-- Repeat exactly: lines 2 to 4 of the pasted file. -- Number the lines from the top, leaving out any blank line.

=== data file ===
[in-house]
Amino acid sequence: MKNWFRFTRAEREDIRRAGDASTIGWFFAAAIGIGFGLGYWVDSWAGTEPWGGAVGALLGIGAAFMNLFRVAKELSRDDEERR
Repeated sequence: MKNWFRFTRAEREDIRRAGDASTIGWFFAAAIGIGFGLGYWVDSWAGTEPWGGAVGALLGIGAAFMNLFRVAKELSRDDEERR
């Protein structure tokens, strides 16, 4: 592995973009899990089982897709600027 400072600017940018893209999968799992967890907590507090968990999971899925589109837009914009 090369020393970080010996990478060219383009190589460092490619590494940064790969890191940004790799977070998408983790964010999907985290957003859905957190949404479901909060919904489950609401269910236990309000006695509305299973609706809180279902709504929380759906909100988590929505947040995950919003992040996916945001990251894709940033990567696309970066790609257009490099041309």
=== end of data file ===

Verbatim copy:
Amino acid sequence: MKNWFRFTRAEREDIRRAGDASTIGWFFAAAIGIGFGLGYWVDSWAGTEPWGGAVGALLGIGAAFMNLFRVAKELSRDDEERR
Repeated sequence: MKNWFRFTRAEREDIRRAGDASTIGWFFAAAIGIGFGLGYWVDSWAGTEPWGGAVGALLGIGAAFMNLFRVAKELSRDDEERR
């Protein structure tokens, strides 16, 4: 592995973009899990089982897709600027 400072600017940018893209999968799992967890907590507090968990999971899925589109837009914009 090369020393970080010996990478060219383009190589460092490619590494940064790969890191940004790799977070998408983790964010999907985290957003859905957190949404479901909060919904489950609401269910236990309000006695509305299973609706809180279902709504929380759906909100988590929505947040995950919003992040996916945001990251894709940033990567696309970066790609257009490099041309």